Wheat & Barley Grass

This article may not be reposted, reprinted, or republished, without the express written permission of Tricia Thompson

In a response to a consumer email inquiry regarding the use of a “gluten-free” (GF) labeling claim for a product made with ingredients like wheat grass and barley grass, Rhonda Kane, MS, RD, a Consumer Safety Officer with the Food and Drug Administration (FDA), gave the following response, explaining aspects of the GF food labeling requirements FDA proposed in 2007; however, FDA has not yet issued a final rule to establish a regulatory definition of GF:

“FDA proposed specific criteria that must be met by any foods bearing a GF labeling claim.  (See page 2817 of the proposal for details.)  Among those criteria are that the food cannot be made with the grains wheat, rye, barely, or crossbred hybrids of these grains (referred to as “prohibited grains”), and that the food cannot contain 20 parts per million (ppm) or more gluten.  We also proposed the term “gluten” to mean the proteins that naturally occur in a prohibited grain and that may cause adverse health effects in persons with celiac disease (e.g., the prolamins and glutelins).  Further, we proposed to define wheat, rye, and barley to include any grains that belong to their same genera (i.e., Triticum, Secale, and Hordeum, respectively).  Consequently, grains like kamut, spelt, durum, etc. that belong to the same genus as Triticum also would be considered to be “wheat” for the purpose of GF labeling.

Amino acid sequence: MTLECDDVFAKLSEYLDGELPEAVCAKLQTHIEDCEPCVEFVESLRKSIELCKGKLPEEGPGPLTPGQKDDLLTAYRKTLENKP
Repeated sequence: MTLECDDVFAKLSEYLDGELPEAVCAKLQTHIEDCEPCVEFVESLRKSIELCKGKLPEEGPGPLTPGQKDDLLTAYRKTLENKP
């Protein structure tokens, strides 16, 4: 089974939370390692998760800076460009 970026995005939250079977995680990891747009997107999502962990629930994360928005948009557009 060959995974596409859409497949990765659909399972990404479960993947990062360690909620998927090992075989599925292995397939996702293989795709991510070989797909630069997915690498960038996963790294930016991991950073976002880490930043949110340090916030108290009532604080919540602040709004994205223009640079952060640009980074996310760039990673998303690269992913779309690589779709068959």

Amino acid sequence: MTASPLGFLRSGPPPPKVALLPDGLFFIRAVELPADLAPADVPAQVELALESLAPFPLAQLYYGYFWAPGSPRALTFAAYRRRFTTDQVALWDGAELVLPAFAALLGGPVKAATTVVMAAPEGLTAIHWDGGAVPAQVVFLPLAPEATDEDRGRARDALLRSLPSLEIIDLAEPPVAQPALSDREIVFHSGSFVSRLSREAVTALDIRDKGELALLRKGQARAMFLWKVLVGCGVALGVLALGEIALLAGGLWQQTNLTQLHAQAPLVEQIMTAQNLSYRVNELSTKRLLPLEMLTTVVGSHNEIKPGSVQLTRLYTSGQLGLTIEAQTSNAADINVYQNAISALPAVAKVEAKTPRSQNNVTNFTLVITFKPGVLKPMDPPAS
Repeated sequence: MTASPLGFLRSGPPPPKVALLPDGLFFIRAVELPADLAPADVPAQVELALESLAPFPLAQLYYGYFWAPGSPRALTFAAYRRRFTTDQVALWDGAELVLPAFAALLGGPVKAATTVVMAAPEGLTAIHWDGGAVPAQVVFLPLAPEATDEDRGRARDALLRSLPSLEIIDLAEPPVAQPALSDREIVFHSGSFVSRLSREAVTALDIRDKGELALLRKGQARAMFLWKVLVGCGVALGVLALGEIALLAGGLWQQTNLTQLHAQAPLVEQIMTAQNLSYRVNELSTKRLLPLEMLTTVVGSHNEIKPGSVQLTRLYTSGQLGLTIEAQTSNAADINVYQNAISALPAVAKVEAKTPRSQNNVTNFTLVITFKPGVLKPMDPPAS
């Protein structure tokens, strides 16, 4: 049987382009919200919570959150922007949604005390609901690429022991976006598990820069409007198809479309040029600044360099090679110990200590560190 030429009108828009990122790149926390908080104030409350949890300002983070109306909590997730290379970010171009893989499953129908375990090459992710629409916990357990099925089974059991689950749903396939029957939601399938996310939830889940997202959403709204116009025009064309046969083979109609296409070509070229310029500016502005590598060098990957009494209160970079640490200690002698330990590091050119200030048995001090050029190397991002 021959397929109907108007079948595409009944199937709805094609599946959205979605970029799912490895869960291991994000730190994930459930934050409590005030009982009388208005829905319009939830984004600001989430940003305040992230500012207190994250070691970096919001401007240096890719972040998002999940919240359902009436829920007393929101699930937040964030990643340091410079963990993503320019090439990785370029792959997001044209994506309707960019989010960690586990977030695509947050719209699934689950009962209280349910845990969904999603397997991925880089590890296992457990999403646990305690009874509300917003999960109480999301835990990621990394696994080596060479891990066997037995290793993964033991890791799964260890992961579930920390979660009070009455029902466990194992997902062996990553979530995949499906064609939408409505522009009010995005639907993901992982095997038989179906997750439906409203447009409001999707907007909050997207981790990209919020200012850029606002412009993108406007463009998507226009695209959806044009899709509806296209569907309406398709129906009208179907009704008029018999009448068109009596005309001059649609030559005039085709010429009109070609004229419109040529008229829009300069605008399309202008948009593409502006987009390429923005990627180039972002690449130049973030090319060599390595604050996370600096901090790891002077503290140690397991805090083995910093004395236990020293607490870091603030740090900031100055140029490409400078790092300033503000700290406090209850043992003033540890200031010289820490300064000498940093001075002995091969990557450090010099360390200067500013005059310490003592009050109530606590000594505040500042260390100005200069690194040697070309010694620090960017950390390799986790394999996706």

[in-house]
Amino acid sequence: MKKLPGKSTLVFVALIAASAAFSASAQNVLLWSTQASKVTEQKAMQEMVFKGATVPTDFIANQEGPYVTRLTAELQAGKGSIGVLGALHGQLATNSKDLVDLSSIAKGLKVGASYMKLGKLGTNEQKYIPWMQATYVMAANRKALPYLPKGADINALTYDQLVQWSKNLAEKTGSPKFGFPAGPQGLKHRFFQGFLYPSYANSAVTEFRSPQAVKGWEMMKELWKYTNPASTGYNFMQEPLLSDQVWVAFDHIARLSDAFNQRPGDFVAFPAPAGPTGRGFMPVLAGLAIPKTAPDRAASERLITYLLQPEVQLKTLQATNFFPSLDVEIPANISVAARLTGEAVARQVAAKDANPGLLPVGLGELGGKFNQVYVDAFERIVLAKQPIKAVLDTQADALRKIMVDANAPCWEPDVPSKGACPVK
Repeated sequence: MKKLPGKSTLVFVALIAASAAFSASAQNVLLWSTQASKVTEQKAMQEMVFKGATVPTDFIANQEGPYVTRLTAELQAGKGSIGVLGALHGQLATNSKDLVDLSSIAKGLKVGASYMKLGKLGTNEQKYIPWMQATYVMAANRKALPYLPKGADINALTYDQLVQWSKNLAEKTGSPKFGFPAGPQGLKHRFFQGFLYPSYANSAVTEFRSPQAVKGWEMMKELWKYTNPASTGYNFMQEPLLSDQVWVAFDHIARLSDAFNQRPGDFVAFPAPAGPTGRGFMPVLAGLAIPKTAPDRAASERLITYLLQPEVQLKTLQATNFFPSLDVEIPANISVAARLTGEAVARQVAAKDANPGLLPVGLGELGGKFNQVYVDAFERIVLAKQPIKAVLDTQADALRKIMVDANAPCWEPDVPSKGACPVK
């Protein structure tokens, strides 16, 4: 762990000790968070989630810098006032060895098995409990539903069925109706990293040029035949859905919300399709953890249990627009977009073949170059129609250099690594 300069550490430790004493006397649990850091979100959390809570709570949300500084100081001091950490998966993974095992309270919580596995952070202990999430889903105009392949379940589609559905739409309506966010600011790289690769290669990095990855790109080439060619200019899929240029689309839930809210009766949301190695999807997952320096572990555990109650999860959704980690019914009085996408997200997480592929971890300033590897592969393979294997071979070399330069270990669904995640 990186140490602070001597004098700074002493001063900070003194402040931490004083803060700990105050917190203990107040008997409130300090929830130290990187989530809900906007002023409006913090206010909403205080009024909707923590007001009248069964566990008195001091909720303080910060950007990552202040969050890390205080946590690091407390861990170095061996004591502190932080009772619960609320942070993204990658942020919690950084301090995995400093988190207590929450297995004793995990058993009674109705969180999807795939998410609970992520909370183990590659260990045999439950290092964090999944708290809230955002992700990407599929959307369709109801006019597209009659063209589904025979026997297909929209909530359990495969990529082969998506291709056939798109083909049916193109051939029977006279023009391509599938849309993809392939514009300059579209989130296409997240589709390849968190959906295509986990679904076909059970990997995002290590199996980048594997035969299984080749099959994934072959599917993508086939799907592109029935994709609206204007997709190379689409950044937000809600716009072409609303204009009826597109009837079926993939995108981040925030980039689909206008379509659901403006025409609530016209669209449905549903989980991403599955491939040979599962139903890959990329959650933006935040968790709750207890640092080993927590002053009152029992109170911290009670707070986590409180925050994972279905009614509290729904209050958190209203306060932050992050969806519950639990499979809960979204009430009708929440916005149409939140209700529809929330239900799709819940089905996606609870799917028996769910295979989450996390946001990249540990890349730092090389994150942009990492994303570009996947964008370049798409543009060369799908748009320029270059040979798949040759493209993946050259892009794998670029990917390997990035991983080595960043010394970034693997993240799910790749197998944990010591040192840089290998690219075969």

The young grasses of the plants belonging to genera Triticum, Secale, and Hordeum are different from the grains wheat, rye, and barley these plants produce at maturity.  Therefore, to be consistent with FDA’s proposed requirements, any grass (or grass juice) could be used as an ingredient to make a food labeled GF, provided that the food does not contain 20 ppm or more gluten, regardless of its source, including the presence of gluten due to cross-contact situations.”

My recommendations:

1. Do not eat/drink any product that contains wheat grass or barley grass if it is not labeled gluten free.

2. Do not eat/drink any labeled gluten-free product that contains wheat grass or barley grass unless the product has been tested for gluten using the R5 ELISA. If  the product contains barley grass and has been tested using the omega-gliadin ELISA the results may not be accurate.

© Tricia Thompson, MS, RD. All Rights Reserved.

This article may not be reposted, reprinted, or republished, without the express written permission of Tricia Thompson